The continuum of improvement

and how it demonstrates that the center exists in everything

Part 2 in a series on centering within deeper levels of awareness


If we want to understand multiverses and unfolding dimensions of being, why not start with something familiar? Improvement fits that bill nicely.

At first glance, improvement seems simple. It’s about making something better. And viewed from that single perspective, it is simple.

It seems simple because we are restraining our focus point, limiting our perspective so that a particular level of complexity appears relatively simple unto itself. Yet, as we look at the variables listed below, the dimensionality of something as seemingly simple as improvement quickly expands.

The continuum of improvement

Self improvement, and it’s cousin spiritual/mystical training, resides along a continuum with a rather vast set of variables:

  1. Little/Big: On one end of the continuum may be things of little value, while on the other hand may be things of incredible value.
  2. Zero/Infinite: On one end are people who feel they need little to no improvement, and on the other end are people who never want to stop improving.
  3. Simple/Complex: On one end are simplistic solutions, and on the other end are deeply complex approaches and highly challenging goals.
  4. Material/Subtle: On one end are material-based solutions that help us gain wealth, or become more disciplined, or perhaps become better gardeners or quilt makers. On the other end are people who study psychology or philosophy, or the esoteric arts and sciences including various states of consciousness.
  5. Off grid/On grid: Some approaches are religious, others are technology-based. Some approaches are based in natural living, while other approaches find adherents jetting around the world to discover a more fulfilling life.
  6. Short term/Long term: Some people focus on what can best help them now, while others decide to make longer term investments.
  7. Big stuff/Quiet stuff: Some people equate self improvement with athletic challenges, while others prefer to curl up with a book in a remote cabin in the woods.

Seven dimensions of improvement

We can call each of these elements a dimension of being. For example, there’s the state of being little or big, or the state of being simple or complex.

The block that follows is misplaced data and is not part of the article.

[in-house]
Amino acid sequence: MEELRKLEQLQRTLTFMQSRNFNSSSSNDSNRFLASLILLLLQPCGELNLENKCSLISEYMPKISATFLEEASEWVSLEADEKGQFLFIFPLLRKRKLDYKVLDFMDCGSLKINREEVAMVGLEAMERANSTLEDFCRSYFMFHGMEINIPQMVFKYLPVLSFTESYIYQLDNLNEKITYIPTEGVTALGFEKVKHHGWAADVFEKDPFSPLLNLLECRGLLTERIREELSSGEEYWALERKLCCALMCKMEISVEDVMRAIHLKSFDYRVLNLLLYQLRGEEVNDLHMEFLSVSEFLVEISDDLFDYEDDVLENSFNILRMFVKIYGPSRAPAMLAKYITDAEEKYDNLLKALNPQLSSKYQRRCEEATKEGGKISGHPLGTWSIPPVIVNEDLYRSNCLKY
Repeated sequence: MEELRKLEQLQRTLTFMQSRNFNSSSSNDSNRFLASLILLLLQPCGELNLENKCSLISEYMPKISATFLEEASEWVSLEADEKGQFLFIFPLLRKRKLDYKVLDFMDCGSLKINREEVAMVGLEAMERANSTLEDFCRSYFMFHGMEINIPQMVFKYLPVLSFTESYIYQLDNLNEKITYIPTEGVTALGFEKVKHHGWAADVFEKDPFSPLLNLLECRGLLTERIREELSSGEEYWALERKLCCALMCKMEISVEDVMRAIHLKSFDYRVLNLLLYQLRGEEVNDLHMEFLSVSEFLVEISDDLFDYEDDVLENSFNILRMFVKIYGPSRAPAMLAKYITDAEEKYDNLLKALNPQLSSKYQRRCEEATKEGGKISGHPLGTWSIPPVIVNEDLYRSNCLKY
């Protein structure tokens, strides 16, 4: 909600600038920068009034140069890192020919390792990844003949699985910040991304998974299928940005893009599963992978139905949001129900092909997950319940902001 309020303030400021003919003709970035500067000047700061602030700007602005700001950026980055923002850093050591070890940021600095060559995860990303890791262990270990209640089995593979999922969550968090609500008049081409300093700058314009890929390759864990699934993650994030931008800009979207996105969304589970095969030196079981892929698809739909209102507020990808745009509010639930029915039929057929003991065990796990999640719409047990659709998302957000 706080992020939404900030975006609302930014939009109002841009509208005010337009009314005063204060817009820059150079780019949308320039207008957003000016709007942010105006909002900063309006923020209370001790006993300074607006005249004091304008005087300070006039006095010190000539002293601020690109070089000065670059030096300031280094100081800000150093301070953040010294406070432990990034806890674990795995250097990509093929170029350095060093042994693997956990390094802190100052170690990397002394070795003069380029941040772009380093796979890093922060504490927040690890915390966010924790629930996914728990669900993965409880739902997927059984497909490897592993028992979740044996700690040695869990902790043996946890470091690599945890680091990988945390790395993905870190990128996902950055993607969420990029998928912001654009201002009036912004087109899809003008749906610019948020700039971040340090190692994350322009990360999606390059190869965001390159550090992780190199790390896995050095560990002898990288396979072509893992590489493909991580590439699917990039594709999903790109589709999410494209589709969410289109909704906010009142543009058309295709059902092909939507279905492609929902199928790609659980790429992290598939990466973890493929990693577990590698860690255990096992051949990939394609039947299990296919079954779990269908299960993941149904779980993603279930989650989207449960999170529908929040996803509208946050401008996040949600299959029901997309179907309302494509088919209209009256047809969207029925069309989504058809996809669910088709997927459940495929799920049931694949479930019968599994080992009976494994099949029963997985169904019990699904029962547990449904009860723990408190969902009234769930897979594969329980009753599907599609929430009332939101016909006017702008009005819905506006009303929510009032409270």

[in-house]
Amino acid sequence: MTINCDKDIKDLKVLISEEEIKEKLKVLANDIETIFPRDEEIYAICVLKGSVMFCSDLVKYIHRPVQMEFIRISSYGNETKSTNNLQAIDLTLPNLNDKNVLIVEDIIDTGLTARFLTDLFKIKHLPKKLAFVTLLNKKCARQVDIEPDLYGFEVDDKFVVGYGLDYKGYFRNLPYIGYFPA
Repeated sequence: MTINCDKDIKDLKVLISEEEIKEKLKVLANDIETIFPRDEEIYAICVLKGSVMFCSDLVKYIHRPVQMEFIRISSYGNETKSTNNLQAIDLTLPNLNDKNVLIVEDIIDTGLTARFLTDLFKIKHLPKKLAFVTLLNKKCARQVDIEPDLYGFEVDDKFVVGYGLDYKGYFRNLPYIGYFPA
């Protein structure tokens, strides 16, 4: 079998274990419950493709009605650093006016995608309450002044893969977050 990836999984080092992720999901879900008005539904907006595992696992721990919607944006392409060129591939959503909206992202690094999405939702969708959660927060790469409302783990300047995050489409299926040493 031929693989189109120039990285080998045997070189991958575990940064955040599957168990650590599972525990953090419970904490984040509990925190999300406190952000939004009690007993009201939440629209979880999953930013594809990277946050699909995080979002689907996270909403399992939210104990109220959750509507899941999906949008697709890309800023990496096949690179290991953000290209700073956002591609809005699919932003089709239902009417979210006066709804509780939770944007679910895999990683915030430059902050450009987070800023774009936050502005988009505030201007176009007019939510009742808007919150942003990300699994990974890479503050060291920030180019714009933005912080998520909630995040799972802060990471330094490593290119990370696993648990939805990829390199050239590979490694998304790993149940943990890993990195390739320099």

If we move inward on any of our states of being, it’s easy to see that within each dimensional element lies even more complexity. To make that clearer to visualize, each bullet point listed above has included a short description which itself hints at the complex sub-matrices that exist within that element or state of being.

The common element within any dimension of being

When we view things from one perspective, it all seems simple. Yet, when we start to zoom out, it becomes more and more complex.

But the truth is, as we start to zoom in it also becomes more and more complex. This helps us to understand that calling something simple is a relative statement. What’s simple for one person can be overwhelming for another. What’s simple from one point of view, can actually encompass a great deal of complexity.

There is this area, then, between zoom in and zoom out. It is a point which exists no matter where we stop. Call it a middle ground, or a middle way, a balancing point or center.

No matter where we stop, we can still zoom in or out. This is irrefutable.

This concept, that no matter where we stop we can still zoom in and out, proves something vital: it proves that the center exists in everything. Because if you are in between zooming in and zooming out, then you are residing in between or in the center of those two things.

This implication, that the center exists in everything, carries another implication embedded within it. That since the center exists in everything, we should be capable of being centered at anytime, in anything, anywhere. That’s the inference, right? That if the center exists in everything, then no matter the situation we find ourselves in, we are firmly positioned in the center of it all.

If we can intellectually follow this, despite not being familiar with the implications of it, then it reveals something pretty important about our awareness and about our degree of consciousness. What’s revealed is that we can’t see what’s plainly there to see, feel and experience.

Now, why is that?

To be continued: Realizing the center within multiple dimensions of being.

Part 1: